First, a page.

The extent to which the nature of work for labouring women changed has two dimensions that are historically and ideologically important. First, to what extent were changes in the nature of work, especially the development of the factory system, if significance in allowing women into the labour market as independent wage earners? Secondly, how far did this employment alter women’s role in the ‘domestic sphere’ and what impact did this have on the family?
Opportunities or marginalisation?
Ivy Pinchbeck, in her classic study of women workers first published in 1930, argued that economic changes between 1750 and 1850 transformed women’s employment opportunities. There was an increase in the availability of employment outside the home, improving women’s status and conditions and acting as a vital element in the destruction of the notion of the ‘family wage’. Valuable though Pinchbeck still is, several qualifications can be made to her basic thesis. The notion that the industrial revolution increased the participation of women in general outside the home is difficult to sustain. After 1820 female participation rates in the productive economy declined. In rural areas participation rates probably declined even earlier. The replacement of the sickle with the scythe played an important part in this process. The scythe was never used by women and led to them being reduced to the lower-status, lower-paid jobs of weeding or stone picking. The long-term depression in farming after 1815 and the high levels of male unemployment or under-employment exacerbated this situation. By contrast, however, in pastoral areas women’s participation did not decline and there may even have been an increase in real wages for women specialising in livestock, dairying or hay-making. In the north-eastern coalfields women ceased to work underground in the eighteenth century and none had worked below ground in Staffordshire, Shropshire, Leicestershire and Derbyshire for some time before they were forbidden to do so by the Mines Act of 1842.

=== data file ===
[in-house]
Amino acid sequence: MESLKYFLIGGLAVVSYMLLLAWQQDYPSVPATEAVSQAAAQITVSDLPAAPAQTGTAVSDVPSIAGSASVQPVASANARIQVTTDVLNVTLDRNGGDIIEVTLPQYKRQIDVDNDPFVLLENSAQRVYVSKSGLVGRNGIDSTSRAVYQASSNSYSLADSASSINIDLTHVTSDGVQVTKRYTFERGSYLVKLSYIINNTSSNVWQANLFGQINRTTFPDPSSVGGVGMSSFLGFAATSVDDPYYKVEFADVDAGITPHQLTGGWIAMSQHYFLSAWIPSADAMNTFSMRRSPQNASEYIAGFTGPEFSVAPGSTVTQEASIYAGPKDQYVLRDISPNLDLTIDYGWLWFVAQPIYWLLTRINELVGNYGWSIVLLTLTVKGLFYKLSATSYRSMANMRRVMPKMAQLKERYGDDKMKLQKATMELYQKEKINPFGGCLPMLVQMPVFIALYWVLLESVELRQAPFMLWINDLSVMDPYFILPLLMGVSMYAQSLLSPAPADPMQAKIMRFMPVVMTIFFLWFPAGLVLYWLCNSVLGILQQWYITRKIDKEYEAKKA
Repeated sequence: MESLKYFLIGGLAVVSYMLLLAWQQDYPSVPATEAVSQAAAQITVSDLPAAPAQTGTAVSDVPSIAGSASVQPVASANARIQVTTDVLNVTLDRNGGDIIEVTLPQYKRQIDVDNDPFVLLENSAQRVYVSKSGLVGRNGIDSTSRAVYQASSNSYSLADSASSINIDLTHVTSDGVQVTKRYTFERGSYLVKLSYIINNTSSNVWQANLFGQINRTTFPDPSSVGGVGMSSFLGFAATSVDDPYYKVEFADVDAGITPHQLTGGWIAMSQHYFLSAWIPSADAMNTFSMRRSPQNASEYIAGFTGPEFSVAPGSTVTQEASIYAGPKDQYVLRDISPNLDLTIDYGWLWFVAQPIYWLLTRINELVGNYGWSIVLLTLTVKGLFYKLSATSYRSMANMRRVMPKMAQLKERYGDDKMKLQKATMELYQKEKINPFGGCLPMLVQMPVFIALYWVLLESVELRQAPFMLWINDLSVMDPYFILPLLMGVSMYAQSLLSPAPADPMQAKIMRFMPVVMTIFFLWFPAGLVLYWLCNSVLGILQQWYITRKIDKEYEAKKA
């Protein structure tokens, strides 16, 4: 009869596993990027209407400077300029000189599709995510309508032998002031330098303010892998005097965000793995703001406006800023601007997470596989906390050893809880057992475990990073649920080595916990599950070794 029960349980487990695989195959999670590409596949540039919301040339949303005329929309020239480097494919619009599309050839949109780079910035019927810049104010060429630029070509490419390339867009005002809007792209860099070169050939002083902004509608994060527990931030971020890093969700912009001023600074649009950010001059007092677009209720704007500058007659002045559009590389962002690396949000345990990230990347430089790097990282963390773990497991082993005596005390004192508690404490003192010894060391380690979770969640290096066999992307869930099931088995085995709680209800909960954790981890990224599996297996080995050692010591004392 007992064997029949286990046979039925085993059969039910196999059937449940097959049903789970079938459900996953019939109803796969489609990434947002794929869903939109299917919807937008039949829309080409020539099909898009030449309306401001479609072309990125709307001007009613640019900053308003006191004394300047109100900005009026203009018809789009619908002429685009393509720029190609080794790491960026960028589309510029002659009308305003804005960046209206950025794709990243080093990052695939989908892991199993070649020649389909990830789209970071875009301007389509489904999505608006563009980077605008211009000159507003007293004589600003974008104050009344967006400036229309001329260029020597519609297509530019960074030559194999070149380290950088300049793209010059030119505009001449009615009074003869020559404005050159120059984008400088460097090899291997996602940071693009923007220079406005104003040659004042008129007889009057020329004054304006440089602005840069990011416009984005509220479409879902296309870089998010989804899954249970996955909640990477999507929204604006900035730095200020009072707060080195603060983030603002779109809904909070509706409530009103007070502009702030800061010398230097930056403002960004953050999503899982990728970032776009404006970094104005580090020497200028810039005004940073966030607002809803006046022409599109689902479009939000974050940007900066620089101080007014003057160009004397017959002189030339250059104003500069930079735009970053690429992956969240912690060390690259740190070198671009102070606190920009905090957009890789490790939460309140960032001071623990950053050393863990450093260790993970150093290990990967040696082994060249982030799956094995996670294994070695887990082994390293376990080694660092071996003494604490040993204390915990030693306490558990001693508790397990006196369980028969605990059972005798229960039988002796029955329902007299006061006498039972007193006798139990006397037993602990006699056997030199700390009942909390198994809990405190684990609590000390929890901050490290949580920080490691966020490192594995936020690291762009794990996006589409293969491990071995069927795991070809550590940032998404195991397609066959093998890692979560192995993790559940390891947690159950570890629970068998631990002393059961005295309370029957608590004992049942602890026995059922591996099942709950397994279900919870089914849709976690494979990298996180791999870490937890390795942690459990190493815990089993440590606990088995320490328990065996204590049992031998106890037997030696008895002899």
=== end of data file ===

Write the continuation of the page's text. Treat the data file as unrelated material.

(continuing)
Levels of female activity varied according to area and occupation. The wives and daughters of migrant Scottish farmers astonished East Anglians in the 1880s by doing work that had been done exclusively by men there for almost a century. But few women found themselves emancipated in terms of having sufficient income to make themselves independent of either their parents or husbands. Contemporaries may have been impressed by the ‘freedom’ of the lasses of the mill towns who secured a reputation for flashy dressing and an undeserved one for sexual promiscuity. But they were not typical. In 1851 domestic service accounted for 37.3 per cent of female occupations [aged 15 or over], textiles 18.5, dressmaking 18 and farming 7.7 per cent. Most of these occurred in the home where constraints on emancipation were very real and where women’s wages were at a level that was assumed to be supplementary.
Male exclusiveness largely explains why changes in social attitudes to women’s employment had remained largely unaltered by 1850. Traditionally, manufacturing skill had been associated with men and this had created a sense of male solidarity that extended beyond the workplace into community and home. Men’s struggles to maintain their skilled place in the workforce against machinery and against the encroachment of unskilled women was an important part of their efforts to maintain their social status within the community and their families. The sexual division of labour was a familial, customary and social construct rather than one largely determined by technical considerations. It was part of the social hierarchy established among activities: in male dominated society women’s tasks were considered inferior simply because they were carried out by women. The division of labour was an effect of the social hierarchy dominated by men, not its cause.
This patriarchal ideology was used to justify keeping women away from the new technology, as in a petition from the Staffordshire potters in 1845: ‘To maidens, mothers and wives we say machinery is your deadliest enemy ... It will destroy your natural claims to home and domestic duties....’ It also limited men’s incomes, as cotton spinner pleaded in 1824: ‘The women, in nine cases out of ten, have only themselves to support, while the men generally have families ... The women can afford their labour for less than men.... Keep them at home to look after their families.’ These contemporary criticisms of working women were based on an ideological consideration of a proper women’s sphere, not on a proper investigation of actual working conditions. With the exception of skilled artisans, whose status generally ensured an income sufficient to support a wife and family, most women in the working class worked not merely to ‘top up’ the family budget but to ensure basic levels of family subsistence.